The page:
In another fascinating leap, experiments showed that bacterial cells, in the face of DNA damage, inhibit the action of the protein Rho, the global termination signal which tells RNA polymerase to stop reading. With the stop signals dialed down, RNA polymerases read on and on, delivering the repair enzymes to DNA damage anywhere it was encountered throughout the genome.
“Given our findings, we theorize that eukaryotes, including human cells, also use RNA polymerase for efficient repair globally, as the bacterial TCR complexes described here have human analogs,” says co-first author of the Nature study Binod Bharati, PhD, a postdoctoral scholar in Dr. Nudler’s lab. “Moving forward, our team plans to confirm the presence of global TCR in human cells, and if confirmed, to explore whether in the future repair might be safely boosted to counter diseases of aging.”
Study Authors and Funding
Along with Dr. Nudler and Dr. Bharati, the authors of the study published in Nature from the Department of Biochemistry and Molecular Pharmacology are co-first study author Manjunath Gowder, Khaled Alzoubi, Vladimir Svetlov, Venu Kamarthapu, Jacob Weaver, Vitaliy N. Epshtein, and Nikita Vasilyev. Additional authors were Fangfang Zheng, Liqiang Shen, and Yu Zhang of the Key Laboratory of Synthetic Biology, Chinese Academy of Sciences Center for Excellence in Molecular Plant Sciences, Institute of Plant Physiology and Ecology of the Chinese Academy of Sciences in Shanghai, China. This work was supported by National Institutes of Health (NIH) grant R01 GM126891, National Key Research and Development Program of China grant 2018YFA0903701, Strategic Priority Research Program of the Chinese Academy of Sciences grant XDB29020302, Chinese Natural Science Foundation of China grant 31822001, and Shanghai Science and Technology Innovation Program grant 19JC1415900.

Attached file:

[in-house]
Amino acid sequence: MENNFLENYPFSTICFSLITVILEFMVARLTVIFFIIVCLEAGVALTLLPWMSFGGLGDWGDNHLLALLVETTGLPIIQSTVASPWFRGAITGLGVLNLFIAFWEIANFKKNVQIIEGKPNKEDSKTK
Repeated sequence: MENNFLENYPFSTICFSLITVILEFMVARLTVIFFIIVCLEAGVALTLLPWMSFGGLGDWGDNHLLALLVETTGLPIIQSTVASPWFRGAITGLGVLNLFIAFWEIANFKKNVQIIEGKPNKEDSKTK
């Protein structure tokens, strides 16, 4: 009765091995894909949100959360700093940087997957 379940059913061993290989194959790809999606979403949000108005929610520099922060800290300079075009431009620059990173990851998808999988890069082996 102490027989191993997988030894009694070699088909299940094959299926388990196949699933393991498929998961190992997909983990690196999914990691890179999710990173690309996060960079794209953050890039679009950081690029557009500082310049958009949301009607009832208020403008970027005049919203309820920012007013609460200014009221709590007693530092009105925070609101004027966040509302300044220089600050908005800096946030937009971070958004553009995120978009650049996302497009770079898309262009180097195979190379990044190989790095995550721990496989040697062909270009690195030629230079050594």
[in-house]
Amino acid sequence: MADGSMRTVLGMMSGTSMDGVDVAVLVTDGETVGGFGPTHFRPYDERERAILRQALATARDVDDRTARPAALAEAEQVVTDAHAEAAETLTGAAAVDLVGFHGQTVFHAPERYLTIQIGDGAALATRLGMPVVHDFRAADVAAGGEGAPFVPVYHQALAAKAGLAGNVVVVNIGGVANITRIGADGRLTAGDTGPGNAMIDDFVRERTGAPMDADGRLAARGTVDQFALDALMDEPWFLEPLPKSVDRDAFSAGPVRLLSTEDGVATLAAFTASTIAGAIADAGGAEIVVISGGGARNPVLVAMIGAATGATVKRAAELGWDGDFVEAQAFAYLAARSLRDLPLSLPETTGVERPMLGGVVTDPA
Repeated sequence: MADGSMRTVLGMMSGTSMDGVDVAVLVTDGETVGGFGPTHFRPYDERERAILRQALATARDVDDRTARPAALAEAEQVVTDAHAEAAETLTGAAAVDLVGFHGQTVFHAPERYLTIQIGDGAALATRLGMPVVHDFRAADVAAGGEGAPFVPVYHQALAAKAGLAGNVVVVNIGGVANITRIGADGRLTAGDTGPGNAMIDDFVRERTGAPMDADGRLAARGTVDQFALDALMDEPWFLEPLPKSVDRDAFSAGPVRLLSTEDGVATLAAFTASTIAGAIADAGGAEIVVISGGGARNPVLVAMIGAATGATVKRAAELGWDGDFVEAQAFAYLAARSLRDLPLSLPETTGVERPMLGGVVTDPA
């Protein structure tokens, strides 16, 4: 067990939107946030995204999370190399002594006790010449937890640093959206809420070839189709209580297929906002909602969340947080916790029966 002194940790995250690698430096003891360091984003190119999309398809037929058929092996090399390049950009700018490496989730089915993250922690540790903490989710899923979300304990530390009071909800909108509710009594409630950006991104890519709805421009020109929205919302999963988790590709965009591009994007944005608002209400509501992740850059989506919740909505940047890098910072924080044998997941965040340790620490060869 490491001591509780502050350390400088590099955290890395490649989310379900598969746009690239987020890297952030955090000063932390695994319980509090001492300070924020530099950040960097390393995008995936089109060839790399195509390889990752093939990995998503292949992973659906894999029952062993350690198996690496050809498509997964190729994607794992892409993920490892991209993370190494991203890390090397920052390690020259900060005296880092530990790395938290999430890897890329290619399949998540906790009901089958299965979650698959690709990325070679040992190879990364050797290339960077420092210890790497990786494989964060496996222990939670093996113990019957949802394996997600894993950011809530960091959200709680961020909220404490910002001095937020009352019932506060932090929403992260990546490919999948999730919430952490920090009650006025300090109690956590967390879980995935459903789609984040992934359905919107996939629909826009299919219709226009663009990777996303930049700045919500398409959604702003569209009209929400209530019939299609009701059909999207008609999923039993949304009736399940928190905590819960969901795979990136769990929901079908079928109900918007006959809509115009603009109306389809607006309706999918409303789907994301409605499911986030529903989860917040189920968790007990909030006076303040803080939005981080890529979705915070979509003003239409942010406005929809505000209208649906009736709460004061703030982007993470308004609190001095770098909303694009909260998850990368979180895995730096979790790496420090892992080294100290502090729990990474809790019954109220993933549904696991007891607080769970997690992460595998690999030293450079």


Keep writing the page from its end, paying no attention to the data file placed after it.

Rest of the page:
The first author of the Nature Communications study from the Department of Biochemistry and Molecular Pharmacology was Britney Martinez. Additional authors of this study were Dr. Nudler, Dr. Bharati, and Dr. Epshtein. The work in this paper was supported by NIH grants F31 GM131516-02 and R01 GM126891.
Both studies were supported by the Blavatnik Family Foundation and the Howard Hughes Medical Institute.